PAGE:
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Last Updated: Sunday, 29 February, 2004, 20:48 GMT
Democrat rivals sharpen attacks
By Kevin Anderson
BBC News Online in Washington

John Edwards (left) and John Kerry
The two front-runners face a key test on Super Tuesday
Senator John Edwards has sharpened his attacks on Democrat front-runner John Kerry as a key round of 10 presidential primary contests looms in the US.

Mr Edwards knows that he must win some states on "Super Tuesday" this week if he is to slow Mr Kerry's momentum.

In a TV debate he attacked Mr Kerry's record on trade and tried to portray his rival as a Washington insider out of touch with average Americans.

But without wins on Tuesday, pressure will mount on him to exit the race.

Mr Edwards trails in the polls, but he said he would stay in the race whatever the results on Tuesday.

Since a fiery early debate ahead of the caucuses in Iowa, the candidates have taken great pains to be civil.

But as Katharine Seelye of the New York Times wrote in a snap analysis of Sunday's debate: "It is clear that the candidates know how high the stakes are, with increasingly sharp attacks against each other.

2 March - 'Super Tuesday' primaries held in 10 states, including California, Georgia, New York, Ohio
9 March - Primaries in Florida, Louisiana, Mississippi, Texas
26-29 July - Democrat national convention in Boston
30 Aug-2 Sep - Republican national convention in New York
2 Nov - Presidential election

"Kerry and Edwards know that Kerry needs to keep Edwards from gaining any kind of foothold on Tuesday that could keep his campaign going," she said.

Mr Edwards aggressively attacked the front-runner on budget-busting policy proposals and on his trade record.

He pointed to Mr Kerry's support for trade agreements with Chile, Singapore, Africa and the Caribbean, as well as for broader trade negotiation powers for the president.

Mr Kerry countered that he had fought for worker and environmental protections in the agreements.

It was an exchange that the two leading candidates have had in previous debates, but this time, Mr Edwards pushed harder, criticising Mr Kerry's trade solutions as "the same old Washington talk".

"The fundamental issue in this election is whether the people of this country believe that we're going to get change that originates in Washington or change that has to come from out there in the real world," Mr Edwards said.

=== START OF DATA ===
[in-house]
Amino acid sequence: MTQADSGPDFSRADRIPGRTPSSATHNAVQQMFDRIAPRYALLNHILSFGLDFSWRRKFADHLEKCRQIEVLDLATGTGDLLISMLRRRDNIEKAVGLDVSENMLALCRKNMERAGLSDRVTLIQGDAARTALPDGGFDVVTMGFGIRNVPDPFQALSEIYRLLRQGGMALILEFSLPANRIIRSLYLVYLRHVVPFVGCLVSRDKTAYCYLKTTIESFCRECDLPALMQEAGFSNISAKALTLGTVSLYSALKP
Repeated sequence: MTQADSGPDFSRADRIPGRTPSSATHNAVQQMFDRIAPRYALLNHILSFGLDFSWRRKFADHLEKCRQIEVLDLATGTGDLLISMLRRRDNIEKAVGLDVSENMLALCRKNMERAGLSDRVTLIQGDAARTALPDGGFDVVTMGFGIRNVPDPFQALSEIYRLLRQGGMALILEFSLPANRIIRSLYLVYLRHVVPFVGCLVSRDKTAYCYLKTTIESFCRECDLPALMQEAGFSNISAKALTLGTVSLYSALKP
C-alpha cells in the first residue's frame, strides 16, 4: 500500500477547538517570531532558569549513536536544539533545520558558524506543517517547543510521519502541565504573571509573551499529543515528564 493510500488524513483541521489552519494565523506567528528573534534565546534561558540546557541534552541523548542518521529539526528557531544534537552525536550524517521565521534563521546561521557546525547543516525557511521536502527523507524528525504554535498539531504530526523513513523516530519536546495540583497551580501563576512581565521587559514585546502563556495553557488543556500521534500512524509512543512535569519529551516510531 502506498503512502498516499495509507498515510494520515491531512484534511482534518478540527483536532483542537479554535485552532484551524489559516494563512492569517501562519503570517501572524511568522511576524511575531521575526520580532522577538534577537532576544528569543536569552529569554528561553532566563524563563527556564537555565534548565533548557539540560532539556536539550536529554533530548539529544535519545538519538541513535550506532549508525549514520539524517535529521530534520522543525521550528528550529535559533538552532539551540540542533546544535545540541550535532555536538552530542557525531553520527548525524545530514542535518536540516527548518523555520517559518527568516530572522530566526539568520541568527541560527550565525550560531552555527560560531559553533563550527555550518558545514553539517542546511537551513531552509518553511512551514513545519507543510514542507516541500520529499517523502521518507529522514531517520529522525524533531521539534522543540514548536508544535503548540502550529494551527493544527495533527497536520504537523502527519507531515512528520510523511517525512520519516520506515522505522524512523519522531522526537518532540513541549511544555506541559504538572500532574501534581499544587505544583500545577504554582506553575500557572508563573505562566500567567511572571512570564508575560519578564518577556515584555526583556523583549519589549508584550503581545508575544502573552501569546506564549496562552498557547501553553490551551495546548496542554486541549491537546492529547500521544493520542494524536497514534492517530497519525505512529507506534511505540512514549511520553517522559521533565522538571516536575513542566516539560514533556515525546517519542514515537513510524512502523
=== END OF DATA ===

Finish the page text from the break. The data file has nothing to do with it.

Foreign policy

But yet again, the candidates spent as much if not more time attacking President George Bush than attacking each other, although Al Sharpton and Dennis Kucinich fought to be heard.

John Kerry, John Edwards, Al Sharpton, Dennis Kucinich
The debate was the last opportunity for all four remaining candidates

They all attacked President Bush for neglecting the situation in Haiti until it became a crisis.

"He's late, as usual," Mr Kerry said of the president. "I never would have allowed it to get out of control the way it did."

And Mr Edwards criticised President Bush's calls for a policy of pre-emption, when he said what the US really needed was a policy of prevention.

The candidates again faced questions on gay marriage after President Bush called for passage of an amendment to the US constitution that would define marriage as exclusively between a man and a woman.

Both Mr Kerry and Mr Edwards reiterated their opposition to same-sex marriage but their support for equal rights for same-sex couples under civil unions.

The race ahead

John Kerry has won 18 of 20 contests this far. John Edwards has had one victory - in his native state of South Carolina.

But Mr Edwards, with his easy charm and working-class roots, is seen as the best alternative to Mr Kerry.

According to Ms Seelye, during the debate on US policy towards North Korea, Mr Kerry had a chance to "show his breadth of understanding and historical perspective".

But "Edwards seems better able to articulate these problems in accessible language," she added.

The senator from North Carolina hopes to win several races on Super Tuesday to keep his candidacy alive through 9 March, with contests in four southern states.

Many in the party believe the Democratic dream team would be a Kerry-Edwards ticket, with Mr Edwards running as vice-president.

But Mr Edwards is not ready to call it quits, and he dismissed that suggestion during the debate, saying "Oh, no! Far from it".

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